When it is okay to exercise while you are sick and when it is not

When it is okay to exercise while you are sick and when it is not

When it is okay to exercise while you are sick and when it is not
Common sense says that you shouldn't exercise if you don't feel well, but there are a few exceptions. If you are worried that your illness is taking you off your fitness goals, you should know this.

As most trainers and doctors will tell you (and as youtuber PictureFit explains in this video), the general rule of thumb is "above or below the neck check". If you have symptoms above the neck such as coughing, sneezing, sore throat or blocked nose, you can probably still exercise. These symptoms do not indicate anything too serious - usually it is allergies or a mild cold - so it is probably okay if you feel up to the training.

However, if you have symptoms below the neck, it is best to take a day of rest. These include fever, fatigue and body aches - so if you have COVID or a flu, you should probably take some time off. The same applies to symptoms such as vomiting or even a slimy cough, as this is caused by chest congestion.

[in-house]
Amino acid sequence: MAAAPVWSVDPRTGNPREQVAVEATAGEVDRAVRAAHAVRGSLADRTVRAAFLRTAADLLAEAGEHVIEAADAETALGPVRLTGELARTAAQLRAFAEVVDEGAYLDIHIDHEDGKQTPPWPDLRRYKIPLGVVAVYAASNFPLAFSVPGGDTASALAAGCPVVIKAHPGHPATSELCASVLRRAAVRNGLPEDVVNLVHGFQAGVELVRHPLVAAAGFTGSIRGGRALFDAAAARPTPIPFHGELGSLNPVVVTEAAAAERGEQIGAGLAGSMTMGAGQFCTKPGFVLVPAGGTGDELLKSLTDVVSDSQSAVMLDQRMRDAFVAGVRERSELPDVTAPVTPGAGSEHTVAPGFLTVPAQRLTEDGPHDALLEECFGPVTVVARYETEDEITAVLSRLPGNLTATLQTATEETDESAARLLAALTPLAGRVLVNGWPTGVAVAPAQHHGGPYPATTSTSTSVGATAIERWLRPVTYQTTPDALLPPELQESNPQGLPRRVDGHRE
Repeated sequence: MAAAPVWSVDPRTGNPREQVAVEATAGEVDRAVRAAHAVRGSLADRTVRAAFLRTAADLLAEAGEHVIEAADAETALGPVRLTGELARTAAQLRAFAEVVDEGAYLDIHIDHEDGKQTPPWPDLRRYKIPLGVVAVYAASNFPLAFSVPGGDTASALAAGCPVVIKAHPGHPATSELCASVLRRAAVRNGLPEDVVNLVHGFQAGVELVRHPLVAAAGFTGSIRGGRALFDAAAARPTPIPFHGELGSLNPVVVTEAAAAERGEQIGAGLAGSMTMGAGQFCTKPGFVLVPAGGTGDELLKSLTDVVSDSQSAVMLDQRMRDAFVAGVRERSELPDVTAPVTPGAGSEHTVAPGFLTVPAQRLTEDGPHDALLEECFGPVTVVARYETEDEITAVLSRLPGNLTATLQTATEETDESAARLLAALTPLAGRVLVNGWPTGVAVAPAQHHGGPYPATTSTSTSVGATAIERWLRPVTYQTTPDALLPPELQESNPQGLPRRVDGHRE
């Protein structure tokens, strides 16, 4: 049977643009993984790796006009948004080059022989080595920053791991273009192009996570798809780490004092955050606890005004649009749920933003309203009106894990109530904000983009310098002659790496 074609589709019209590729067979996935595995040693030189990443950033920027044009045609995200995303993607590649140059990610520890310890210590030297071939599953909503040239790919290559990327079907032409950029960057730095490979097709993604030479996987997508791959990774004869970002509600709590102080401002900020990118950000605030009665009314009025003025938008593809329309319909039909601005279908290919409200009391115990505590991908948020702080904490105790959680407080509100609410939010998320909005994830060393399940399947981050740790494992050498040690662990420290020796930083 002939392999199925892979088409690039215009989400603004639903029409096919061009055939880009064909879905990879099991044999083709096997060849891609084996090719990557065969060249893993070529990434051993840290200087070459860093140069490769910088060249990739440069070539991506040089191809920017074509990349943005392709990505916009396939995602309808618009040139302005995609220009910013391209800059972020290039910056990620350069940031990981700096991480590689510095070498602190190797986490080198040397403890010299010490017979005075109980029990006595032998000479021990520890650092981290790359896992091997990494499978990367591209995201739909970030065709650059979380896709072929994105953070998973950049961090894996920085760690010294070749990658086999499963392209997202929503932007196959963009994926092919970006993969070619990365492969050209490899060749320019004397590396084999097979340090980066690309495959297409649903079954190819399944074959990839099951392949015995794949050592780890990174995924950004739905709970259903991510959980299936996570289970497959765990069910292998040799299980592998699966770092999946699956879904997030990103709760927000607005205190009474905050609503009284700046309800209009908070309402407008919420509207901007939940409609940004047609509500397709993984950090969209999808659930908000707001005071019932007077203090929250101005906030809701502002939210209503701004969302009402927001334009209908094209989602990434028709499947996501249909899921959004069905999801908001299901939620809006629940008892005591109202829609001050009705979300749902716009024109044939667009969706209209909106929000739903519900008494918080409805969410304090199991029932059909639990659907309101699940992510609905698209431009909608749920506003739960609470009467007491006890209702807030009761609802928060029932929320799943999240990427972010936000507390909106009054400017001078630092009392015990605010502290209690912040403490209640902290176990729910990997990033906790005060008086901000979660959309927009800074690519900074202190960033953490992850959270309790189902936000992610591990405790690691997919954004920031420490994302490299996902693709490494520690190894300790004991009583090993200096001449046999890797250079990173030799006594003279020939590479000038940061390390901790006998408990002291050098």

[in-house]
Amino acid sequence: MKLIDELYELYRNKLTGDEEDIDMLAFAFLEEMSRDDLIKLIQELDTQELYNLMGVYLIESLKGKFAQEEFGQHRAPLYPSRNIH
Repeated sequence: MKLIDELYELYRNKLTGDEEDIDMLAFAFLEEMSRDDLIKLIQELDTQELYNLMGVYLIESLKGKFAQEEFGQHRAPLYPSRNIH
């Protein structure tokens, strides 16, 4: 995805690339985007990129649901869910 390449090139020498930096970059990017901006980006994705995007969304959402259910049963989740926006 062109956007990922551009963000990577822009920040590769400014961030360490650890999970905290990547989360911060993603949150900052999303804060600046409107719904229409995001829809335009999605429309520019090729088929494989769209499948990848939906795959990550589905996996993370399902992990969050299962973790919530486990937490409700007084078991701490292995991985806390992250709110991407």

There is another potential problem with COVID and, some doctors argue, viral diseases in general. Exercise during the time you are suffering from these diseases can increase the risk of heart infection. It is not clear how common this inflammation is or how serious it could be, but you should play it safe until we know more.

If you feel that you need to rest, you should definitely not exert yourself too much. It is better to miss a few training sessions than to prolong your illness and miss a bunch of them.

If you still decide to train, you should take it easy. Hard training requires a lot of recovery, which we usually think of in terms of food and sleep, but these bodily functions must now drive your recovery from training and your recovery from the disease. So you may want to reduce the intensity and/or length of your workout. When you are lifting, choose a simple set of five or ten instead of testing a one-repetition high. If you run, do an easy run instead of mountain or long distance sprints.

Make sure you always drink enough fluids and observe how you feel. If at any time your symptoms worsen, stop and rest. And finally, and most importantly, do not go to the gym or anywhere else where people can come into contact with your germs. Just because you want to exercise does not mean that other people want to get sick.
Was this article helpful? Yes -0 No -098 Posted by: 👨 Denise J. Krupa
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